Charisma is more than just the last great Specialty Line Blenko made; it is an uncommonly beautiful and eloquent swan song for Blenko's historic period of 1947-74 courtesy of John Nickerson in his first full year as Blenko's design director. With a bit of tongue-in-cheek humor and a knowing nod towards some of the absurd names given to Blenko designs, I will call this the Charisma "cover girl" decanter (I hope I don't regret that!). This particular design is, after all, the one chosen to represent the Charisma line by being pictured, hovering and alone in the spotlight, on the 1972 catalog cover. It was in fact the first and only time that Blenko ever featured a single decanter on the cover, and a more perfect candidate does not exist.
As discussed on the Blenko Museum's website, "A Specialty Line is a themed group of designs that are technically 'special' or different from Blenko's normal production, and consist of multiple shapes that are aesthetically related. [the] Specialty Lines were an important departure for Blenko and indicate an impulse to innovate and experiment in spite of the risks. The Specialty Lines are a testament to a company in its prime."
To borrow from my explanation of Charisma published in the 2007 issue of Miller's Guide, the Charisma line consist of 10 designs executed in crystal with an internal garland pattern Ruby colorway. The technique was an appropriate and historically relevant one as it was essentially a revival of a technique used in the mid-Atlantic region of America circa 1860-1880. Mid-Atlantic glass is recognized as an important milestone as it was the first large scale iteration of the American glass industry, established in 1739.
Charisma was a significant, if short-lived, move towards more technically demanding and elaborate work at Blenko. It represented their first instance of the use of an internal colorway as well as the revival of the concept of the Specialty Line which was formally established in 1960 by Wayne Husted (Rialto , Regal and Raindrop). This revival is surprising in that the 1960 experiment was a financial disaster for Blenko and can perhaps be interpreted as a last resort; Charisma was effectively a line in the sand against the encroaching competition of Studio Glass. Sadly this line was ultimately crossed against Blenko's favor.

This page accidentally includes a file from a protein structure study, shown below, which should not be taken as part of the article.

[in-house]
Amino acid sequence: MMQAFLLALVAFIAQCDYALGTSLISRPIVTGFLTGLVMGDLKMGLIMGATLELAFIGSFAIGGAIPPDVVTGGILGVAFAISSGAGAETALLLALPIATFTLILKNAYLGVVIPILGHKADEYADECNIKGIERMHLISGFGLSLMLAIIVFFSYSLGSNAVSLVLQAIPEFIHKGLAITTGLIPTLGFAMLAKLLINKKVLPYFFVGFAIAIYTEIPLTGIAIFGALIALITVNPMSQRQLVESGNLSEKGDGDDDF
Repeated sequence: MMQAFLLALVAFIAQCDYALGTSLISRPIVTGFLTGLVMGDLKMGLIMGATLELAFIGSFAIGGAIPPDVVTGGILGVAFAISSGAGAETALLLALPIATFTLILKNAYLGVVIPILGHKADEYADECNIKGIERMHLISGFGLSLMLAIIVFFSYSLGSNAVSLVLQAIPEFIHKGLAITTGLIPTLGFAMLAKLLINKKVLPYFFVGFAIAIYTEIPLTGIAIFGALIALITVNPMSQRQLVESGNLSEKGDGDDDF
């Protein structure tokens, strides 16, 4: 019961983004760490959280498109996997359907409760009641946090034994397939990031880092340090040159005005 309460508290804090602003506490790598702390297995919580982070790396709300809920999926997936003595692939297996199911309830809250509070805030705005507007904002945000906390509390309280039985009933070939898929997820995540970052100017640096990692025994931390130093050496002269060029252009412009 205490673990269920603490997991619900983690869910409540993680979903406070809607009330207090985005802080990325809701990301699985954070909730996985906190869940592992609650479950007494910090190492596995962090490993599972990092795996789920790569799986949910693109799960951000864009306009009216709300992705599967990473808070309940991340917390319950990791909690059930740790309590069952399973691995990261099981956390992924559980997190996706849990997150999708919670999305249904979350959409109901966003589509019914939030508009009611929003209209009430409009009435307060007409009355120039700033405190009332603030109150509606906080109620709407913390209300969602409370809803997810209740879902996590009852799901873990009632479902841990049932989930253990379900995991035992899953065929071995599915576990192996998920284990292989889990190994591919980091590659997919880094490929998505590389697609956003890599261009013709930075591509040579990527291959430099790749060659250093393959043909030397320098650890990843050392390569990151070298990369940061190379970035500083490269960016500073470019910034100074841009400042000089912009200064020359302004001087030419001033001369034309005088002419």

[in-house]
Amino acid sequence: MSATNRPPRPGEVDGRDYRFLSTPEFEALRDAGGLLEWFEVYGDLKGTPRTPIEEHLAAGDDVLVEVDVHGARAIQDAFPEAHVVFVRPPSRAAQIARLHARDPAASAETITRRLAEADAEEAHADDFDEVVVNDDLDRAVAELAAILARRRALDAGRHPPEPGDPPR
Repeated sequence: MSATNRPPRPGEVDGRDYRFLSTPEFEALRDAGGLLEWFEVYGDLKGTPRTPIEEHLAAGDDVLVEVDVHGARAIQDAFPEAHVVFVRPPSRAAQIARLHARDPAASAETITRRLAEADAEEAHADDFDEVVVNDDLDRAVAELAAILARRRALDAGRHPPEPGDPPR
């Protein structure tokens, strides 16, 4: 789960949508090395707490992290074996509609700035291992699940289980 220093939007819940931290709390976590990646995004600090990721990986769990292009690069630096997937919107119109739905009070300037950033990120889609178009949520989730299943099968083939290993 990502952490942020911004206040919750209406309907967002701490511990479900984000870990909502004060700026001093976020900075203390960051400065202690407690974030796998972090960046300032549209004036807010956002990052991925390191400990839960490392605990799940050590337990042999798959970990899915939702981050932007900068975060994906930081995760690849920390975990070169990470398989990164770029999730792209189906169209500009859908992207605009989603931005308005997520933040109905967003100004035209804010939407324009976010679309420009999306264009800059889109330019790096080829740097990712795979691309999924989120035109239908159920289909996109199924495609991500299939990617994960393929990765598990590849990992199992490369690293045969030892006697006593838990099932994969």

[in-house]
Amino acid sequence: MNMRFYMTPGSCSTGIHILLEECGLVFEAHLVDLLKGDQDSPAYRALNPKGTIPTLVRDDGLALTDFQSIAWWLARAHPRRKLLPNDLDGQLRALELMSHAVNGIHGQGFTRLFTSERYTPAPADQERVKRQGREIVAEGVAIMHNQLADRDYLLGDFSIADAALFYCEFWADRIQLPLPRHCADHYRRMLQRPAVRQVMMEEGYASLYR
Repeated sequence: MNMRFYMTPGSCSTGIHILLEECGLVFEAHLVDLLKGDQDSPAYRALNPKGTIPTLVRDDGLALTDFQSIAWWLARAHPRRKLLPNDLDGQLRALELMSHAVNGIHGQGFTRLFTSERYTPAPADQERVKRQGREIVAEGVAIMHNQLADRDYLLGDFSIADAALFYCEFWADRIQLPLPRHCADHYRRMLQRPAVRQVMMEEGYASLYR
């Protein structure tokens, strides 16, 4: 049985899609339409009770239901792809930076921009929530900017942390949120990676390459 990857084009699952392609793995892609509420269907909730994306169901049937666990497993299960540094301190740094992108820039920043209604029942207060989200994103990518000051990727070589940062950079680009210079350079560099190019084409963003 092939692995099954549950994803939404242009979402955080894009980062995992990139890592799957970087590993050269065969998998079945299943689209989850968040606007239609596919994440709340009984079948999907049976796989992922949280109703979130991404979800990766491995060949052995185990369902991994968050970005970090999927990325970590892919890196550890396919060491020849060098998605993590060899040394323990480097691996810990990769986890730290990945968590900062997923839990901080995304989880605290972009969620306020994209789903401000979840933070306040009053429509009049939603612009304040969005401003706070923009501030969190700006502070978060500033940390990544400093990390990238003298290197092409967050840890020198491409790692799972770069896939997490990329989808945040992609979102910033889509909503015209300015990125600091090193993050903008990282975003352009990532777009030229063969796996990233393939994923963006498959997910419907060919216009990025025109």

Returning to this particular shape, it is based on a traditional form known as a "ship's decanter" because the broad bottom with low center of gravity ensures stability at sea. In effect we have a very historically aware design here - quoting both important technique and form - but reinterpreted in a very modern way, a very uniquely Blenko way. I would personally place this shape as among the most important designs of the line, not the least of which for its self-evident beauty. Charisma is easily one of Nickerson's most insightful and important innovations at Blenko, one that deserves its place in history.
*Article and photo by Damon Crane, taken with permission from Vintage Modern Glasshouse